The fact that there’s a church merger forces us to do somethings differently. And this is a positive thing. So here are 3 more things I noticed that the church merger causes us to do:
1. Re-examine Your Motives
One of the sayings I often hear in church is something like, “If it ain’t broke, don’t fix it.” For example, during the planning of a typical ministry project which happens periodically, people usually ask, “What did we do before?” Or “What did we do last year?” For some reason it happens most often for annual church retreats when people’s conclusions usually end up with, “Let’s do the same thing we did last year.”
But the church merger forces us to really re-examine why is it you do what you do. Even something like singing songs during Sunday worship service, when you notice that both churches do things quite differently, it causes you to go and ask, “So why do we sing songs on Sunday?”
Since I’m involved in worship ministries, I tried to take the opportunity to ask some questions we haven’t asked before. For example, “If I want our Sunday worship singing to sound good as an offering to God, why shouldn’t I hire professional musicians instead of using a (comparatively) mediocre volunteer worship team?” Then you start to understand that while excellence in service is a duty, it doesn’t necessarily translate to “quality of worship offering.” It’s still how we live our lives as an offering to God that matter more. And in my initial meetings with the leadership of the other church’s worship ministry, I insisted on spending time to discuss those fundamental ministry understandings instead of just spending too much time on logistics.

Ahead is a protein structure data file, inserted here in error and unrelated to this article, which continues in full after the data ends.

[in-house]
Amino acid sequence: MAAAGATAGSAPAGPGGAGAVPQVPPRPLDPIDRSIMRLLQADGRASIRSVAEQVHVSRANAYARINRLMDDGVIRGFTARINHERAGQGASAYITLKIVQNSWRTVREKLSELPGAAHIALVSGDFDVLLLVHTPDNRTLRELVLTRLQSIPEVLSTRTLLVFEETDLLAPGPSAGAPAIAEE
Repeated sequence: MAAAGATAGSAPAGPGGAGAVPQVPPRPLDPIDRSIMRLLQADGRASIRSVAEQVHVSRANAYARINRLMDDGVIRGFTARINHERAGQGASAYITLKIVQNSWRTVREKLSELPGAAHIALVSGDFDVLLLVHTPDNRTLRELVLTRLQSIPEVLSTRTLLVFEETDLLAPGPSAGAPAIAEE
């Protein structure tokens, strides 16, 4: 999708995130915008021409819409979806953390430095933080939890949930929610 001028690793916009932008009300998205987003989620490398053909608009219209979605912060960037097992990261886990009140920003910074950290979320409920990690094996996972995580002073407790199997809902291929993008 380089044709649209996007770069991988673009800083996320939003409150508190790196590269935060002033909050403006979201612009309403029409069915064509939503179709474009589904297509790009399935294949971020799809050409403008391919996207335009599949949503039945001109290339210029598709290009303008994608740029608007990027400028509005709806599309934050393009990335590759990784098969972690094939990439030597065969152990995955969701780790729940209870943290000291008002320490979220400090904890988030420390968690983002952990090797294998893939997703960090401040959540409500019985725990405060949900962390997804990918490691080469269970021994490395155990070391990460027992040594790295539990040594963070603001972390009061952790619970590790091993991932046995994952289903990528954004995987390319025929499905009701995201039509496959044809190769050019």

During one of the early merger meetings, someone asked me, “Do you think that with the bigger church, your pastor will have less time to care for your needs?” I was surprised at that question, but then I realized that she was really expressing a question to figure out fundamentally what a pastor’s role really is. So I answered her, “I see the pastor’s role not as someone who has to do everything, but to help equip us to do the work of the people of God. So, no, I don’t even expect the pastor to care for my needs more or less. But I expect the pastor to have a bigger job as a church motivator.”
So it’s definitely a good opportunity to re-examine your motives.
2. Learn Not to Fear Change
One of the questions I hear most was “I’m so afraid of what’s going to happen after the merger?” So I ask him/her, “What is it that you’re afraid of?” Usually the answer I got back is: “I don’t know, I’m just afraid of the uncertainty.”
For a while I didn’t know what else to say to that person. Later on, I realize that even if we don’t have a church merger, every day of our lives is an unknown anyway. As long as you live, you’re going to wake up and not know what’s going to happen. Should we live in fear every day?
It might sound like a cliche, but the most fearful thing really is fear itself. Change and uncertainties are constants in life, so it’s pointless to fear change or fear uncertainties.
3. Exercise Submission/Humility
Some people have strong opinions about things. Some people have a hard time with change. Some people won’t understand what’s going on until the church merger actually materialized.
Romans 14:1 says “Now accept the one who is weak in faith, but not for the purpose of passing judgment on his opinions.” One who is “weak in faith” tends to be more legalistic (14:2,5) and it’s harder for them to accept other viewpoints.
We might consider ourselves “stronger,” but in God’s eyes, compared to Him, we are the ones who are weak. But He accepts us, so we also need to accept those who are weaker than we are (14:1,15:7).
So one thing I’ve learned is that a successful church merger definitely involves one party willingly submitting to another party in humility in certain matters.
|Lessons from the Church Merger (1)|
|Lessons from the Church Merger (2)|
|Lessons from the Church Merger (3)|